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26.07.2018 | Original Contributions | Ausgabe 1/2019

Zeitschrift für Gerontologie und Geriatrie 1/2019

Feasibility of the lifestyle integrated functional exercise concept in cognitively impaired geriatric rehabilitation patients

Zeitschrift für Gerontologie und Geriatrie > Ausgabe 1/2019
Nacera Belala, Michael Schwenk, Anna Kroog, Clemens Becker
Wichtige Hinweise

Authors contribution

N. Belala and C. Becker were major contributors in the recruitment of the study participants and realisation of the study as well as the writing of the manuscript. N. Belala, C. Becker and M. Schwenk were involved in the conceptualization of the study design. A. Kroog as an occupational therapist was involved in the methodological development. All authors read and approved the final manuscript.
The ​original ​version ​of ​this ​article ​was ​revised: The missing Acknowledgment was added.
An erratum to this article is available online at https://​doi.​org/​10.​1007/​s00391-018-1438-0.


Background and objective

Increasing numbers of cognitively impaired older persons are admitted for inpatient hospital treatment. Therefore, new approaches are needed to prevent a loss of mobility during hospital stays and improve outcomes of this vulnerable patient group. The lifestyle integrated functional exercise (LiFE) concept uses activities of daily living (ADL) situations as opportunities to improve balance and strength. A pilot study was performed to test the feasibility and acceptability of the LiFE exercises in a geriatric rehabilitation setting.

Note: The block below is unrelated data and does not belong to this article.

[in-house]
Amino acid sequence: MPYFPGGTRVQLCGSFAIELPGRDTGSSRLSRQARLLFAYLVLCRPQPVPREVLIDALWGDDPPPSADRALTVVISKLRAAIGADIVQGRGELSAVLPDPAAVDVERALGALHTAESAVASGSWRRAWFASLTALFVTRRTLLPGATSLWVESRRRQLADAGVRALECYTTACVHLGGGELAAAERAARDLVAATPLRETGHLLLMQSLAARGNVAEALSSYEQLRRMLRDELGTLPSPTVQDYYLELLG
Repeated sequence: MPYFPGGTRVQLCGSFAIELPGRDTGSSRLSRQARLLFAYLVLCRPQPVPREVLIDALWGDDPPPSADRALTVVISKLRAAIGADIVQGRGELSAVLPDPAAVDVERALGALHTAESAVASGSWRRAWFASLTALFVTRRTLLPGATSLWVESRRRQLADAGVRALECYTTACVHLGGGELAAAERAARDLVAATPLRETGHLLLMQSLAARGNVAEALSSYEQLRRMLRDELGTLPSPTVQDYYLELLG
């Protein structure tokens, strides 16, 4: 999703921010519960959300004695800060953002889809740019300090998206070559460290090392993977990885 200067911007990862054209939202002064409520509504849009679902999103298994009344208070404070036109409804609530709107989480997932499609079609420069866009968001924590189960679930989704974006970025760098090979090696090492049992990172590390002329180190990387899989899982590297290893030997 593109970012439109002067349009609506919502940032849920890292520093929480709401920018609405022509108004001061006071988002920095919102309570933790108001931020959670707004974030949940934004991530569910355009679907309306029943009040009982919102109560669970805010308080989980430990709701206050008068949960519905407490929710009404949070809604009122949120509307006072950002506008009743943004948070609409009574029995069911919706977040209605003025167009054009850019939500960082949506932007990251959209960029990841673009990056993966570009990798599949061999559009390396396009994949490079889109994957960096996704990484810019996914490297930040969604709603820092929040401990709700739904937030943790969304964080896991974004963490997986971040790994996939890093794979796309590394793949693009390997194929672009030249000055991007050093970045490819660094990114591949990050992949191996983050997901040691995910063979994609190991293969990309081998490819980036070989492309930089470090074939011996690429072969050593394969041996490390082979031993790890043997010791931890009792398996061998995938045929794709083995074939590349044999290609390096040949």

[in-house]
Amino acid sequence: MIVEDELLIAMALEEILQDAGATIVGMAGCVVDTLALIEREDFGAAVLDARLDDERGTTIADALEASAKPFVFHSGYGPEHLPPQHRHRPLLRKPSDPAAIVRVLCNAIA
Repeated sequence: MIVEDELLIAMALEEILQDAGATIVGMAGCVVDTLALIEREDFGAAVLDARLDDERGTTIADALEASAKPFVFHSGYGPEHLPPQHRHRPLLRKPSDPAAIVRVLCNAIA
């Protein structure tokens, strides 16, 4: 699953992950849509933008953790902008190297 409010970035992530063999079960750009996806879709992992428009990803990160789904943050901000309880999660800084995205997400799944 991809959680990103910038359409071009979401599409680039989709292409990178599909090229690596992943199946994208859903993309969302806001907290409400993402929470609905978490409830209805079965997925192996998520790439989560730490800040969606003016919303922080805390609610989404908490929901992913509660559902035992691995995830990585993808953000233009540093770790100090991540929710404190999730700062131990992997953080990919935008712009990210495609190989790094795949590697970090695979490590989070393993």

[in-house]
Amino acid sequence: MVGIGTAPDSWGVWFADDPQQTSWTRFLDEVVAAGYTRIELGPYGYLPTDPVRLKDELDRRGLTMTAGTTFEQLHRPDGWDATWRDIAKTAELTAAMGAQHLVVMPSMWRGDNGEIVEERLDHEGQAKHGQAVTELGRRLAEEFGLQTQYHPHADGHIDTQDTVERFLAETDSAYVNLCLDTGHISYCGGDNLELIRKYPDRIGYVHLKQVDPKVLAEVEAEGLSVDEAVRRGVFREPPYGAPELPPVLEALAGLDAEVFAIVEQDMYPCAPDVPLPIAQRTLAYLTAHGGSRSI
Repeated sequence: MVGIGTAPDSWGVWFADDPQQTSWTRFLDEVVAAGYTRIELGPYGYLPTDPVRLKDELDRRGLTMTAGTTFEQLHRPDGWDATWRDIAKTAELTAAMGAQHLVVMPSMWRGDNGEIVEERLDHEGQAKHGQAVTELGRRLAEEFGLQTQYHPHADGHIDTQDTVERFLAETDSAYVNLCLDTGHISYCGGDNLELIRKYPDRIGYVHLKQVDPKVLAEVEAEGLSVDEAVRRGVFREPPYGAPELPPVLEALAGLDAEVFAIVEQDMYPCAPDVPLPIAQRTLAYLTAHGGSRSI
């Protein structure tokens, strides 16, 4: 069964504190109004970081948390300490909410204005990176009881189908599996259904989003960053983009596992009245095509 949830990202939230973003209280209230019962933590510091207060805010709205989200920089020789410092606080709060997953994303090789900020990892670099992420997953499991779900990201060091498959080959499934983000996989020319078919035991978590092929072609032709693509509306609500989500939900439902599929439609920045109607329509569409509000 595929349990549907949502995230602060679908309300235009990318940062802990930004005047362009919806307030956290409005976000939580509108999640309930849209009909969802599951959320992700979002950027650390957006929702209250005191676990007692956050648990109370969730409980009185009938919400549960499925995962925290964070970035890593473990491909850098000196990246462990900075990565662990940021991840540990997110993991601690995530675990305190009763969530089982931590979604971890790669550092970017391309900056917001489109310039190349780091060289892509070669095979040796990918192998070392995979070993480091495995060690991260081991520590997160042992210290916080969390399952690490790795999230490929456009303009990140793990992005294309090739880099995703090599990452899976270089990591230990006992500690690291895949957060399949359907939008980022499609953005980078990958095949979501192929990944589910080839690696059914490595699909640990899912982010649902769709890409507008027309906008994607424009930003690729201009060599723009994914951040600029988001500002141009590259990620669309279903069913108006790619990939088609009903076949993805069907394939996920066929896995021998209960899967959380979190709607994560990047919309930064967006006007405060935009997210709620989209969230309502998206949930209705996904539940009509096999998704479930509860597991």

Methods and patients

A sample of 20 moderately cognitively impaired rehabilitation patients (mean age 84.5 years) tested the feasibility and acceptability of the LiFE exercises.


The testing resulted in floor effects for every tested exercise. Of the exercises two were too difficult for over the half of the participants, namely stepping over objects and walking on heels. In contrast, the sit to stand exercise was feasible for 95% of the patients. The frequency of floor effects for the remaining exercises varied between 20% and 40%.


In this group of moderately cognitively impaired rehabilitation patients the exercises were feasible mostly under supervised conditions and frequently included additional physical support. An adjustment of the LiFE exercises in this setting is required before a trial should be performed in the acute care setting.

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